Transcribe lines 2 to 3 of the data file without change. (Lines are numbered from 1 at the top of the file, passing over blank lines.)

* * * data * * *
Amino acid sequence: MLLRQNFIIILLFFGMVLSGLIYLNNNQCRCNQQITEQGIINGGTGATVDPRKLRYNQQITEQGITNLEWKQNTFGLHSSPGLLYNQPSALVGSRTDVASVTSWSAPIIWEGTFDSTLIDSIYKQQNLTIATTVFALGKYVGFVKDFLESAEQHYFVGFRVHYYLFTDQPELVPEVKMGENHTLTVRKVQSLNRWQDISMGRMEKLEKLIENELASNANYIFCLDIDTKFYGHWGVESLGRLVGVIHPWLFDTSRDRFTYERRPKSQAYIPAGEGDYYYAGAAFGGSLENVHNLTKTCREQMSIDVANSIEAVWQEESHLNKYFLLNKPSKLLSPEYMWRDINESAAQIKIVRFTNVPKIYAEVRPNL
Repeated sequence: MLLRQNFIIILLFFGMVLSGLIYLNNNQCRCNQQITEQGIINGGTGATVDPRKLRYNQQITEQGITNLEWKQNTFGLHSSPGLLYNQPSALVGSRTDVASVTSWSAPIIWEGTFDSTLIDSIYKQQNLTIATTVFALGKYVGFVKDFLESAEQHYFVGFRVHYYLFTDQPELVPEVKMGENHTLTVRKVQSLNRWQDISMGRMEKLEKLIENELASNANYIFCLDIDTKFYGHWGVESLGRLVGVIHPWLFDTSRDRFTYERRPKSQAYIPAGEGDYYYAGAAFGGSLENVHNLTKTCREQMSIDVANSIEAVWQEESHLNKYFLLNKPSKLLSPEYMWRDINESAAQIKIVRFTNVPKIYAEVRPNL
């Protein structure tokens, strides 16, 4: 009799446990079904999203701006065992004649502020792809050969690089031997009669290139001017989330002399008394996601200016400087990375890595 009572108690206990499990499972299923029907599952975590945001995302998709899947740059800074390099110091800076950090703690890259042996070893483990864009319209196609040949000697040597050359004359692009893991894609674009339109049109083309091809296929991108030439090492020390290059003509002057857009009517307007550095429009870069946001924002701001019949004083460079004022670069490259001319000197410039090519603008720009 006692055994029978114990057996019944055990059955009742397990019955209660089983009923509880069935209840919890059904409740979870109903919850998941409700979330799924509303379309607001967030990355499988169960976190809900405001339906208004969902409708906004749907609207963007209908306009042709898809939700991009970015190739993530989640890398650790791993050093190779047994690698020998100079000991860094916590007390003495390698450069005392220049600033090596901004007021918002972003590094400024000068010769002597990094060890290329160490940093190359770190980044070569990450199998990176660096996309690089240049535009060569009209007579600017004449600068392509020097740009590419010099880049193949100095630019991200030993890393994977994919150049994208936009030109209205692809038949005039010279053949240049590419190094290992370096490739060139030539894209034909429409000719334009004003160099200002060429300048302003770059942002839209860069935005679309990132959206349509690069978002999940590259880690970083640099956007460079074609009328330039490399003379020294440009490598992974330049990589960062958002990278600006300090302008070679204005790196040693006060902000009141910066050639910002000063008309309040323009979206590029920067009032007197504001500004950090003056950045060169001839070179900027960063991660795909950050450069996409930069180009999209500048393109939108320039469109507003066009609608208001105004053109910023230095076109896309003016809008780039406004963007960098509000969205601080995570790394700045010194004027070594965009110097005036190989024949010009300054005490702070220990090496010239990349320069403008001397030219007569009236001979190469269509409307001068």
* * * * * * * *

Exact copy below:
Repeated sequence: MLLRQNFIIILLFFGMVLSGLIYLNNNQCRCNQQITEQGIINGGTGATVDPRKLRYNQQITEQGITNLEWKQNTFGLHSSPGLLYNQPSALVGSRTDVASVTSWSAPIIWEGTFDSTLIDSIYKQQNLTIATTVFALGKYVGFVKDFLESAEQHYFVGFRVHYYLFTDQPELVPEVKMGENHTLTVRKVQSLNRWQDISMGRMEKLEKLIENELASNANYIFCLDIDTKFYGHWGVESLGRLVGVIHPWLFDTSRDRFTYERRPKSQAYIPAGEGDYYYAGAAFGGSLENVHNLTKTCREQMSIDVANSIEAVWQEESHLNKYFLLNKPSKLLSPEYMWRDINESAAQIKIVRFTNVPKIYAEVRPNL
């Protein structure tokens, strides 16, 4: 009799446990079904999203701006065992004649502020792809050969690089031997009669290139001017989330002399008394996601200016400087990375890595 009572108690206990499990499972299923029907599952975590945001995302998709899947740059800074390099110091800076950090703690890259042996070893483990864009319209196609040949000697040597050359004359692009893991894609674009339109049109083309091809296929991108030439090492020390290059003509002057857009009517307007550095429009870069946001924002701001019949004083460079004022670069490259001319000197410039090519603008720009 006692055994029978114990057996019944055990059955009742397990019955209660089983009923509880069935209840919890059904409740979870109903919850998941409700979330799924509303379309607001967030990355499988169960976190809900405001339906208004969902409708906004749907609207963007209908306009042709898809939700991009970015190739993530989640890398650790791993050093190779047994690698020998100079000991860094916590007390003495390698450069005392220049600033090596901004007021918002972003590094400024000068010769002597990094060890290329160490940093190359770190980044070569990450199998990176660096996309690089240049535009060569009209007579600017004449600068392509020097740009590419010099880049193949100095630019991200030993890393994977994919150049994208936009030109209205692809038949005039010279053949240049590419190094290992370096490739060139030539894209034909429409000719334009004003160099200002060429300048302003770059942002839209860069935005679309990132959206349509690069978002999940590259880690970083640099956007460079074609009328330039490399003379020294440009490598992974330049990589960062958002990278600006300090302008070679204005790196040693006060902000009141910066050639910002000063008309309040323009979206590029920067009032007197504001500004950090003056950045060169001839070179900027960063991660795909950050450069996409930069180009999209500048393109939108320039469109507003066009609608208001105004053109910023230095076109896309003016809008780039406004963007960098509000969205601080995570790394700045010194004027070594965009110097005036190989024949010009300054005490702070220990090496010239990349320069403008001397030219007569009236001979190469269509409307001068």